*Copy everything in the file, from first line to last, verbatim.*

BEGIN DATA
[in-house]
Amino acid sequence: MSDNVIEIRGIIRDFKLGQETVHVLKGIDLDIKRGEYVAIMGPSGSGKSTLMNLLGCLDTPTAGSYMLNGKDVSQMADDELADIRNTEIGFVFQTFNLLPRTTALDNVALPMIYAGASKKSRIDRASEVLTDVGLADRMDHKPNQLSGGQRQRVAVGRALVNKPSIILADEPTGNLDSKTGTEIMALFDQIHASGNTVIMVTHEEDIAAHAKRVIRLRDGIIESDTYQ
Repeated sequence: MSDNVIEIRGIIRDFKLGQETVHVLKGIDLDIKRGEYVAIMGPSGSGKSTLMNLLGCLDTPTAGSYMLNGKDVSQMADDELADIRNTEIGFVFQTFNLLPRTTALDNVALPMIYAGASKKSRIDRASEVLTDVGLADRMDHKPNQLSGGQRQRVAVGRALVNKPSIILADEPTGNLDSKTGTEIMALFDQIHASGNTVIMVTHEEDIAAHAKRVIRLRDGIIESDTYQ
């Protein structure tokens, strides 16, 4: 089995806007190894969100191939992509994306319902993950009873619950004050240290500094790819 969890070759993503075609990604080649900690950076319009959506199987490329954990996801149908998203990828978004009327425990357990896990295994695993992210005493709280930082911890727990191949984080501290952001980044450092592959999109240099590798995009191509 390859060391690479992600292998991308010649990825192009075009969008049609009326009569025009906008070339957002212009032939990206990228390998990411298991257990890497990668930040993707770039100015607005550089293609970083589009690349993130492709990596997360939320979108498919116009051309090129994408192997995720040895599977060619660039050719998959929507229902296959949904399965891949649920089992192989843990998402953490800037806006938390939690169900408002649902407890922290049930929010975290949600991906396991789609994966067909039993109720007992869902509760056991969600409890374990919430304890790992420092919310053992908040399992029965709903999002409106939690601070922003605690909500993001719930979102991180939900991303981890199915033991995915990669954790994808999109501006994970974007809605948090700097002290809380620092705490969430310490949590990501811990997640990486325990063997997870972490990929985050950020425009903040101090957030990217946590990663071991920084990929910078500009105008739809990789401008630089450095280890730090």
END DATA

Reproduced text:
[in-house]
Amino acid sequence: MSDNVIEIRGIIRDFKLGQETVHVLKGIDLDIKRGEYVAIMGPSGSGKSTLMNLLGCLDTPTAGSYMLNGKDVSQMADDELADIRNTEIGFVFQTFNLLPRTTALDNVALPMIYAGASKKSRIDRASEVLTDVGLADRMDHKPNQLSGGQRQRVAVGRALVNKPSIILADEPTGNLDSKTGTEIMALFDQIHASGNTVIMVTHEEDIAAHAKRVIRLRDGIIESDTYQ
Repeated sequence: MSDNVIEIRGIIRDFKLGQETVHVLKGIDLDIKRGEYVAIMGPSGSGKSTLMNLLGCLDTPTAGSYMLNGKDVSQMADDELADIRNTEIGFVFQTFNLLPRTTALDNVALPMIYAGASKKSRIDRASEVLTDVGLADRMDHKPNQLSGGQRQRVAVGRALVNKPSIILADEPTGNLDSKTGTEIMALFDQIHASGNTVIMVTHEEDIAAHAKRVIRLRDGIIESDTYQ
């Protein structure tokens, strides 16, 4: 089995806007190894969100191939992509994306319902993950009873619950004050240290500094790819 969890070759993503075609990604080649900690950076319009959506199987490329954990996801149908998203990828978004009327425990357990896990295994695993992210005493709280930082911890727990191949984080501290952001980044450092592959999109240099590798995009191509 390859060391690479992600292998991308010649990825192009075009969008049609009326009569025009906008070339957002212009032939990206990228390998990411298991257990890497990668930040993707770039100015607005550089293609970083589009690349993130492709990596997360939320979108498919116009051309090129994408192997995720040895599977060619660039050719998959929507229902296959949904399965891949649920089992192989843990998402953490800037806006938390939690169900408002649902407890922290049930929010975290949600991906396991789609994966067909039993109720007992869902509760056991969600409890374990919430304890790992420092919310053992908040399992029965709903999002409106939690601070922003605690909500993001719930979102991180939900991303981890199915033991995915990669954790994808999109501006994970974007809605948090700097002290809380620092705490969430310490949590990501811990997640990486325990063997997870972490990929985050950020425009903040101090957030990217946590990663071991920084990929910078500009105008739809990789401008630089450095280890730090």